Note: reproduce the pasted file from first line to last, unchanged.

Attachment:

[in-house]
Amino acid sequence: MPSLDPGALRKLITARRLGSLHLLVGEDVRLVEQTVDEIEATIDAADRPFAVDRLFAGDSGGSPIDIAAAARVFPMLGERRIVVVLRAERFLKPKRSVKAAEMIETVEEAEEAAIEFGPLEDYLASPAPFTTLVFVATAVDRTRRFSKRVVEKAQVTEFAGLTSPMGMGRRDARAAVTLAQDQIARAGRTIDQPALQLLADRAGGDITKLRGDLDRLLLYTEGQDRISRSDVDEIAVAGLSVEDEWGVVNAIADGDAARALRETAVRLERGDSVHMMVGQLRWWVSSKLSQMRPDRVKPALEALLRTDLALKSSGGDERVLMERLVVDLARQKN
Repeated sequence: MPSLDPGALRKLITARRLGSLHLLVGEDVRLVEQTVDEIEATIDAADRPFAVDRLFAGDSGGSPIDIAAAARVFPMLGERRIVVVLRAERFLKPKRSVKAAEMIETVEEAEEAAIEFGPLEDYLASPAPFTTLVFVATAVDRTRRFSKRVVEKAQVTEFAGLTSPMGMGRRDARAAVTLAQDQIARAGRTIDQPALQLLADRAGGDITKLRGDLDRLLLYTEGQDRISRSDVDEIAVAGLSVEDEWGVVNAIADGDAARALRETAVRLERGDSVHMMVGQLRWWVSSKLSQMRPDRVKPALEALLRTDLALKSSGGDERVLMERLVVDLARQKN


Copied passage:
[in-house]
Amino acid sequence: MPSLDPGALRKLITARRLGSLHLLVGEDVRLVEQTVDEIEATIDAADRPFAVDRLFAGDSGGSPIDIAAAARVFPMLGERRIVVVLRAERFLKPKRSVKAAEMIETVEEAEEAAIEFGPLEDYLASPAPFTTLVFVATAVDRTRRFSKRVVEKAQVTEFAGLTSPMGMGRRDARAAVTLAQDQIARAGRTIDQPALQLLADRAGGDITKLRGDLDRLLLYTEGQDRISRSDVDEIAVAGLSVEDEWGVVNAIADGDAARALRETAVRLERGDSVHMMVGQLRWWVSSKLSQMRPDRVKPALEALLRTDLALKSSGGDERVLMERLVVDLARQKN
Repeated sequence: MPSLDPGALRKLITARRLGSLHLLVGEDVRLVEQTVDEIEATIDAADRPFAVDRLFAGDSGGSPIDIAAAARVFPMLGERRIVVVLRAERFLKPKRSVKAAEMIETVEEAEEAAIEFGPLEDYLASPAPFTTLVFVATAVDRTRRFSKRVVEKAQVTEFAGLTSPMGMGRRDARAAVTLAQDQIARAGRTIDQPALQLLADRAGGDITKLRGDLDRLLLYTEGQDRISRSDVDEIAVAGLSVEDEWGVVNAIADGDAARALRETAVRLERGDSVHMMVGQLRWWVSSKLSQMRPDRVKPALEALLRTDLALKSSGGDERVLMERLVVDLARQKN